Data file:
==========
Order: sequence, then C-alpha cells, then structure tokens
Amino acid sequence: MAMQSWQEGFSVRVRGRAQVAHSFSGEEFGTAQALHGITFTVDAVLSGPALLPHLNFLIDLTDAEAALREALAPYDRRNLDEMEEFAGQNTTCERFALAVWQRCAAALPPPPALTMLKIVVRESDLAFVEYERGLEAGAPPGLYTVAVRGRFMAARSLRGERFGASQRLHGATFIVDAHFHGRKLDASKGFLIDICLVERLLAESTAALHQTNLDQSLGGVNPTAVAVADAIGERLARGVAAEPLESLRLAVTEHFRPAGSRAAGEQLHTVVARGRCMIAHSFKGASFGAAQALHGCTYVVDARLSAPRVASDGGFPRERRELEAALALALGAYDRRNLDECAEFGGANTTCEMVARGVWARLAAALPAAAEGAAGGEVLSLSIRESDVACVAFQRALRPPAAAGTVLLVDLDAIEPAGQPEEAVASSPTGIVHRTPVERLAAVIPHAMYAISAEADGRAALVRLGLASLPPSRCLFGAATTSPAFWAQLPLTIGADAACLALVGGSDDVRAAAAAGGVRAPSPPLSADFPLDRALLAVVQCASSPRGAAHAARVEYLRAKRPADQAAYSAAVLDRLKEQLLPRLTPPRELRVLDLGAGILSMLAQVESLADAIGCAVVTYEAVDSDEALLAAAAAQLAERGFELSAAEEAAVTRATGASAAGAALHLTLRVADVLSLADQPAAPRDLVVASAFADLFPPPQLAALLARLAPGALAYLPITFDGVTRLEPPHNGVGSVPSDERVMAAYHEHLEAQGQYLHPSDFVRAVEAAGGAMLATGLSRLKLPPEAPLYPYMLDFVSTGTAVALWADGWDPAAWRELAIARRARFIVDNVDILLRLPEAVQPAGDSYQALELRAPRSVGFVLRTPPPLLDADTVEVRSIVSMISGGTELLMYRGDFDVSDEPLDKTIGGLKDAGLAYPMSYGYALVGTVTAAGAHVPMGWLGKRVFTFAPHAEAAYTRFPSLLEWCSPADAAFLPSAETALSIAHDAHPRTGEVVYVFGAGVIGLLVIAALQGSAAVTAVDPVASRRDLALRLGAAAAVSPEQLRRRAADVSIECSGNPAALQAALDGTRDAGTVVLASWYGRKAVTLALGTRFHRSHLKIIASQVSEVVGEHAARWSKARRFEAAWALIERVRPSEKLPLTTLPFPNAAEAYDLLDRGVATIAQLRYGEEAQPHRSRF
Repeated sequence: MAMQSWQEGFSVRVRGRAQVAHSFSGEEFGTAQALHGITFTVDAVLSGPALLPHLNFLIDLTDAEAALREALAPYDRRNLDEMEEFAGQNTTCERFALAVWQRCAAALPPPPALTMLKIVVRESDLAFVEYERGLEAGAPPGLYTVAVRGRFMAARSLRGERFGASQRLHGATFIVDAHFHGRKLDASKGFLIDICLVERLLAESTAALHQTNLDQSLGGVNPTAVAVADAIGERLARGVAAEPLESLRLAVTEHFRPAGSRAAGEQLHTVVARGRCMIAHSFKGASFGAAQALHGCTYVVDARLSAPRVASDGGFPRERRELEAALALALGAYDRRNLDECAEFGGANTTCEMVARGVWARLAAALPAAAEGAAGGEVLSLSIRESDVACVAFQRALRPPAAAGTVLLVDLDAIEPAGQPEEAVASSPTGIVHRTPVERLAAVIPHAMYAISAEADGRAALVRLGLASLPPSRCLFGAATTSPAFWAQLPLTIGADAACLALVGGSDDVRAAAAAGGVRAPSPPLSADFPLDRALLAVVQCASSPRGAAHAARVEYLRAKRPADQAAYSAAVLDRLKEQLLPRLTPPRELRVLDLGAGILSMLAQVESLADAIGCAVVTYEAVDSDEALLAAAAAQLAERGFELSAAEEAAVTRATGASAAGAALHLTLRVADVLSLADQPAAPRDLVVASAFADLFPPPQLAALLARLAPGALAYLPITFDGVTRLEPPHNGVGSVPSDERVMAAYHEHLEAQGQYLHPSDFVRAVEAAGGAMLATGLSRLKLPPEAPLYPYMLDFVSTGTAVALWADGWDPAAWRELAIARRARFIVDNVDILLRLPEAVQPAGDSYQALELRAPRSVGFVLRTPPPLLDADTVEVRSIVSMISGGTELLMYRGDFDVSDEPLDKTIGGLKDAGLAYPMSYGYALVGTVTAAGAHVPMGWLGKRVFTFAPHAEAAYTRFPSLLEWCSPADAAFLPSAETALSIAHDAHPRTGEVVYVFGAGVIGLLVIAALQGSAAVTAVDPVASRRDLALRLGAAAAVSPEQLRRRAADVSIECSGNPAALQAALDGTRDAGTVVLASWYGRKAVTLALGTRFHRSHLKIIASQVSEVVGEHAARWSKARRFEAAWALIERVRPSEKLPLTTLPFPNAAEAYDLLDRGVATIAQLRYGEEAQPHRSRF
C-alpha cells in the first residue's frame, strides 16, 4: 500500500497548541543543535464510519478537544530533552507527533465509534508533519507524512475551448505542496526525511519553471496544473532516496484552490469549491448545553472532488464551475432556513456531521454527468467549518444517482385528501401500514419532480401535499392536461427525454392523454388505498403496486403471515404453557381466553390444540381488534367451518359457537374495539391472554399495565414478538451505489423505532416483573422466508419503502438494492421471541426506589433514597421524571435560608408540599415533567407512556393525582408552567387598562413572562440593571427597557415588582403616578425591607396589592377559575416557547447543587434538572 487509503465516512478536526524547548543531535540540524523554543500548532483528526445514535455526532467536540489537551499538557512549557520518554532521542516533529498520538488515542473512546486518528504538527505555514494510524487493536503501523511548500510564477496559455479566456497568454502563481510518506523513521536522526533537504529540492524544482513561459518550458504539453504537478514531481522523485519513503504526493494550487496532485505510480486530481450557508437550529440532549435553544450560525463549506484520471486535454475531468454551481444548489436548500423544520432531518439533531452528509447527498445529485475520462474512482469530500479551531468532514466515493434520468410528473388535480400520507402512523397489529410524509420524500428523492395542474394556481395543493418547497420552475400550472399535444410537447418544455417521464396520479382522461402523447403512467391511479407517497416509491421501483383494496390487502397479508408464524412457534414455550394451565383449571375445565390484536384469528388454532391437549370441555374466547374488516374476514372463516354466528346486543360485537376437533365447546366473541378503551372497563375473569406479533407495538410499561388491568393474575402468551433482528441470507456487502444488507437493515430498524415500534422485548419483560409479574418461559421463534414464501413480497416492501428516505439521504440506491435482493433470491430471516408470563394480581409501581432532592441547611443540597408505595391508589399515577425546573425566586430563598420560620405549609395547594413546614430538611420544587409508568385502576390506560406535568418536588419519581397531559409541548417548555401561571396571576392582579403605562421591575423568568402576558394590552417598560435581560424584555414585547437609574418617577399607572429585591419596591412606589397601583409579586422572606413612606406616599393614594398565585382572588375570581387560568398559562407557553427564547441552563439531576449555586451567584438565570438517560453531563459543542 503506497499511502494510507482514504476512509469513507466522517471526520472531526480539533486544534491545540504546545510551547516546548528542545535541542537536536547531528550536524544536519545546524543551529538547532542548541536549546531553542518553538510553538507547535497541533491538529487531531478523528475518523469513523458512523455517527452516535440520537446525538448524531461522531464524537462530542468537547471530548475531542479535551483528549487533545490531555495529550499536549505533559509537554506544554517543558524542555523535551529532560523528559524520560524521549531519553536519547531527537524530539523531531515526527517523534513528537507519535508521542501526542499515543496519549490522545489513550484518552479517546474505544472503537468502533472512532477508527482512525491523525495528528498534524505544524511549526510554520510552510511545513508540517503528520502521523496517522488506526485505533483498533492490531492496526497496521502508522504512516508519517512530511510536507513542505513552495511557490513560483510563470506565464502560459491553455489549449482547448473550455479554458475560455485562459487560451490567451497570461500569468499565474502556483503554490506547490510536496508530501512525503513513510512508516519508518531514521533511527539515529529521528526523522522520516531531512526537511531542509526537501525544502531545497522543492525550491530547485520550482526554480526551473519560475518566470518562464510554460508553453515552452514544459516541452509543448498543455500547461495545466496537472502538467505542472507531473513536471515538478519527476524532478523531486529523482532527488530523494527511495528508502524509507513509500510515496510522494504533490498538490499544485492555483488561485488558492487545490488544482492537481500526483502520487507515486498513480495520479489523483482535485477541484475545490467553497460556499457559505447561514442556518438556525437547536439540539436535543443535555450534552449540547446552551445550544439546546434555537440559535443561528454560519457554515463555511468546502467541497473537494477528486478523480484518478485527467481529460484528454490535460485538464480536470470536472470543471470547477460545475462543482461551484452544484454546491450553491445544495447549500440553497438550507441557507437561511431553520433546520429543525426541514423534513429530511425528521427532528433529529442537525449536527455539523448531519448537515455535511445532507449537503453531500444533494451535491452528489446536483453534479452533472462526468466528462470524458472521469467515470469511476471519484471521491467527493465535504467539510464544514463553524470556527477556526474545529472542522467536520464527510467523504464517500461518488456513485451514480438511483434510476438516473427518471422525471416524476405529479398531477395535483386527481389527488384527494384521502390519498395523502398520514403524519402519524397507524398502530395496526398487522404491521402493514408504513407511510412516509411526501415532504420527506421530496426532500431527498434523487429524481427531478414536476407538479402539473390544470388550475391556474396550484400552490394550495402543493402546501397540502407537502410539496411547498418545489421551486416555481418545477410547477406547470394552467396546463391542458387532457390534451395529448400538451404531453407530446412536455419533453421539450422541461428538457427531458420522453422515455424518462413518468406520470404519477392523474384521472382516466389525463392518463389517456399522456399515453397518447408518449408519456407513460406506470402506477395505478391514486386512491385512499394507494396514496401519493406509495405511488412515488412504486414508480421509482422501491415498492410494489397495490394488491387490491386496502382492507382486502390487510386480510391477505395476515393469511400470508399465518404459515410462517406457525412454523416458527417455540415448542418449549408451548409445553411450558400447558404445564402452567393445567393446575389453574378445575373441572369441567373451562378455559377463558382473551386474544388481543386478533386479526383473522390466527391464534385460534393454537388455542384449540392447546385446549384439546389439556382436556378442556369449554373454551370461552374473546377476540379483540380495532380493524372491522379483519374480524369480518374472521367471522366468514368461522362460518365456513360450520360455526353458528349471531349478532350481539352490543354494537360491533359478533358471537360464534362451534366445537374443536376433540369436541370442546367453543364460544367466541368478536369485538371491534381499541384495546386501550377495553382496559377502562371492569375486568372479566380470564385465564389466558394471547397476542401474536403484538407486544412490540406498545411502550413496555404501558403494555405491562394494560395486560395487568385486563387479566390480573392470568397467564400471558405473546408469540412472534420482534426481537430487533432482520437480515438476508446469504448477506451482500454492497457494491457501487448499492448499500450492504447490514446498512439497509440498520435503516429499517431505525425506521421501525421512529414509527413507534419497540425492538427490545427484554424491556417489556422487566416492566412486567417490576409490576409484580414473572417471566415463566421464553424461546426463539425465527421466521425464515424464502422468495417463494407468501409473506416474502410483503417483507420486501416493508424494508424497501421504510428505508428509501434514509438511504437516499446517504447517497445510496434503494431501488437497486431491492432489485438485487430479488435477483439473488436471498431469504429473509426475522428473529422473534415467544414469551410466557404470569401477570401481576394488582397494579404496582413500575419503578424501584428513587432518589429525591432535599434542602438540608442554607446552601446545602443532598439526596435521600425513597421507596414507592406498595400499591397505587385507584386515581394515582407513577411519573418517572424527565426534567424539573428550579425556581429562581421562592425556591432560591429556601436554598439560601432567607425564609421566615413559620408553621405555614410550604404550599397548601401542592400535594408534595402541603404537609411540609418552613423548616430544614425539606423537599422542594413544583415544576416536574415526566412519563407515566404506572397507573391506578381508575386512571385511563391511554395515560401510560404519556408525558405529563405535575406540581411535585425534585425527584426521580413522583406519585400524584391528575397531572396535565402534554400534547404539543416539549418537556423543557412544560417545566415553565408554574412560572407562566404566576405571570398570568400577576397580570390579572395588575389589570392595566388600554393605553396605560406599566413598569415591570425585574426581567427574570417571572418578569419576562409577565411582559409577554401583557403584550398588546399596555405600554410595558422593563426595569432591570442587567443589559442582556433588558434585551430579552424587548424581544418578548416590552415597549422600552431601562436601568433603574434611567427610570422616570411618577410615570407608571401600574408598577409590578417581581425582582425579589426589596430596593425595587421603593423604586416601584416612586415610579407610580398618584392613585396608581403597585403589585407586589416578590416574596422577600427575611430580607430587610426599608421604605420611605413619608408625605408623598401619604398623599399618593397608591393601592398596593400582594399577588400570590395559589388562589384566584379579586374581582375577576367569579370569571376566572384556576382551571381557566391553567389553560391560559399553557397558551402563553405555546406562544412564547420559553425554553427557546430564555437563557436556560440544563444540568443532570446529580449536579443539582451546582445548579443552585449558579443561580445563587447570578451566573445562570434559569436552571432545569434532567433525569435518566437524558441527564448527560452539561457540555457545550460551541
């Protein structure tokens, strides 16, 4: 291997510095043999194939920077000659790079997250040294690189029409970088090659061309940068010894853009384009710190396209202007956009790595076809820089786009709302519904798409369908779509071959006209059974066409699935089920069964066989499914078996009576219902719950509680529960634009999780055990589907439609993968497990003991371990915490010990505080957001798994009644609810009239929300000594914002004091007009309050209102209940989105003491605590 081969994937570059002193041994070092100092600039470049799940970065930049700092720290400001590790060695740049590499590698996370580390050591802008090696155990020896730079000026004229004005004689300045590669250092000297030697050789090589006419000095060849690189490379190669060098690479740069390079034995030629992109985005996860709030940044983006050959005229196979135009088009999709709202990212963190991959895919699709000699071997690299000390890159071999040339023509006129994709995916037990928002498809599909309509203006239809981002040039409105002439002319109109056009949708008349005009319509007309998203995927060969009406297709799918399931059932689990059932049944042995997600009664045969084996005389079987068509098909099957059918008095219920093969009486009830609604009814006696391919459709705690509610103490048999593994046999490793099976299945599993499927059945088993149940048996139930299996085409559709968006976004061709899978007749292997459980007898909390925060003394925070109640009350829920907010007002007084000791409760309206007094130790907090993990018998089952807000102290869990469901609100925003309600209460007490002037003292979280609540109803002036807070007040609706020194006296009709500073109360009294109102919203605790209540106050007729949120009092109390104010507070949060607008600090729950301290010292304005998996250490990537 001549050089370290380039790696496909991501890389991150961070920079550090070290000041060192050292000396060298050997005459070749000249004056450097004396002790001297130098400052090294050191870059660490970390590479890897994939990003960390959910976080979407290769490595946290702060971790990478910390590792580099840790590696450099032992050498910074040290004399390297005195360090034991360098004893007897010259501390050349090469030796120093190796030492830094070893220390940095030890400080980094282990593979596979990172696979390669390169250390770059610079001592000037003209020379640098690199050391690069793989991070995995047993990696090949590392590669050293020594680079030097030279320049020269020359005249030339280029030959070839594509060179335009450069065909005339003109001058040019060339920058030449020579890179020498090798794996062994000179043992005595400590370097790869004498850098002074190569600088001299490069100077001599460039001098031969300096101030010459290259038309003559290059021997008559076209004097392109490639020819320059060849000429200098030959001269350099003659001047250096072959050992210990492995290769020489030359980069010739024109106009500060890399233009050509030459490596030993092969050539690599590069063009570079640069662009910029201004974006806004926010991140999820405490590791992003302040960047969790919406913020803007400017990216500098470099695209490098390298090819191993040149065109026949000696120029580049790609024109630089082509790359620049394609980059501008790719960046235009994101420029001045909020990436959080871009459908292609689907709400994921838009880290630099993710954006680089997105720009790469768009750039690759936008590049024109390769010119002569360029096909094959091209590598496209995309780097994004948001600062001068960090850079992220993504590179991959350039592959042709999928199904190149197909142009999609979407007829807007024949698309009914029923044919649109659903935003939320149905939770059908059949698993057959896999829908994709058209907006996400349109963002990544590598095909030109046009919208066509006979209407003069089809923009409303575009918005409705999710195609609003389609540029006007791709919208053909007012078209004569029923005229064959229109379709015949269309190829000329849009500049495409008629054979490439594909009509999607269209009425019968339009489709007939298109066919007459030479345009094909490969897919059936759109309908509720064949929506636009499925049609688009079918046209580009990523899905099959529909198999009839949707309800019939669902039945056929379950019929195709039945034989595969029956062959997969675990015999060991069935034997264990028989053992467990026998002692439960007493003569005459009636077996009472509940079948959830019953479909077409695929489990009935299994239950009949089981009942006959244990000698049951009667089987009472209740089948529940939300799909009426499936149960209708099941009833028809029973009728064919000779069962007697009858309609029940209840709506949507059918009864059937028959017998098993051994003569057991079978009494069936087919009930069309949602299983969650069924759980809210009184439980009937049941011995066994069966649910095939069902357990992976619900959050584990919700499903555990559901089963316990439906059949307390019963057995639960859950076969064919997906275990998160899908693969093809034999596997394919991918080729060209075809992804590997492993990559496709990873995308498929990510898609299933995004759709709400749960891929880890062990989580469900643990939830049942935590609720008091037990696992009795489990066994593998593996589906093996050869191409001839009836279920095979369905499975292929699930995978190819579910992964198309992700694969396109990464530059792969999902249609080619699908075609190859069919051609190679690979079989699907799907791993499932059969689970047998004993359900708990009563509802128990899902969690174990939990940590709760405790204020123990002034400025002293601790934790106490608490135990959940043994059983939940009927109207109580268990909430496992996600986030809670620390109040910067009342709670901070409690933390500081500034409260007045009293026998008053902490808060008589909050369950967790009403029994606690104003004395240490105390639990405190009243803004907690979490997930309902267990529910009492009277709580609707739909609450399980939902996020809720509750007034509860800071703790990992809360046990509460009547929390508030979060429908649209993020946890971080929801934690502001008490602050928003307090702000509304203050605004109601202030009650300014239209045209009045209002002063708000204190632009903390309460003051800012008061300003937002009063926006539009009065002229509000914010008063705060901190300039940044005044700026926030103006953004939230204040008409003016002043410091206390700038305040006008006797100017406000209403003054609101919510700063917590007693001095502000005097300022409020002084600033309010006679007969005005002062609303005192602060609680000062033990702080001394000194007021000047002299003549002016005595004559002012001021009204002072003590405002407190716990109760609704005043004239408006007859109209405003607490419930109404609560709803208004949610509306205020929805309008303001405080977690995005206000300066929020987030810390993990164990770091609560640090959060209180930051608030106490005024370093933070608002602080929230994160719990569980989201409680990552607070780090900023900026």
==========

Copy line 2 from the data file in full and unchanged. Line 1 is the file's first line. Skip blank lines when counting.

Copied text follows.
Amino acid sequence: MAMQSWQEGFSVRVRGRAQVAHSFSGEEFGTAQALHGITFTVDAVLSGPALLPHLNFLIDLTDAEAALREALAPYDRRNLDEMEEFAGQNTTCERFALAVWQRCAAALPPPPALTMLKIVVRESDLAFVEYERGLEAGAPPGLYTVAVRGRFMAARSLRGERFGASQRLHGATFIVDAHFHGRKLDASKGFLIDICLVERLLAESTAALHQTNLDQSLGGVNPTAVAVADAIGERLARGVAAEPLESLRLAVTEHFRPAGSRAAGEQLHTVVARGRCMIAHSFKGASFGAAQALHGCTYVVDARLSAPRVASDGGFPRERRELEAALALALGAYDRRNLDECAEFGGANTTCEMVARGVWARLAAALPAAAEGAAGGEVLSLSIRESDVACVAFQRALRPPAAAGTVLLVDLDAIEPAGQPEEAVASSPTGIVHRTPVERLAAVIPHAMYAISAEADGRAALVRLGLASLPPSRCLFGAATTSPAFWAQLPLTIGADAACLALVGGSDDVRAAAAAGGVRAPSPPLSADFPLDRALLAVVQCASSPRGAAHAARVEYLRAKRPADQAAYSAAVLDRLKEQLLPRLTPPRELRVLDLGAGILSMLAQVESLADAIGCAVVTYEAVDSDEALLAAAAAQLAERGFELSAAEEAAVTRATGASAAGAALHLTLRVADVLSLADQPAAPRDLVVASAFADLFPPPQLAALLARLAPGALAYLPITFDGVTRLEPPHNGVGSVPSDERVMAAYHEHLEAQGQYLHPSDFVRAVEAAGGAMLATGLSRLKLPPEAPLYPYMLDFVSTGTAVALWADGWDPAAWRELAIARRARFIVDNVDILLRLPEAVQPAGDSYQALELRAPRSVGFVLRTPPPLLDADTVEVRSIVSMISGGTELLMYRGDFDVSDEPLDKTIGGLKDAGLAYPMSYGYALVGTVTAAGAHVPMGWLGKRVFTFAPHAEAAYTRFPSLLEWCSPADAAFLPSAETALSIAHDAHPRTGEVVYVFGAGVIGLLVIAALQGSAAVTAVDPVASRRDLALRLGAAAAVSPEQLRRRAADVSIECSGNPAALQAALDGTRDAGTVVLASWYGRKAVTLALGTRFHRSHLKIIASQVSEVVGEHAARWSKARRFEAAWALIERVRPSEKLPLTTLPFPNAAEAYDLLDRGVATIAQLRYGEEAQPHRSRF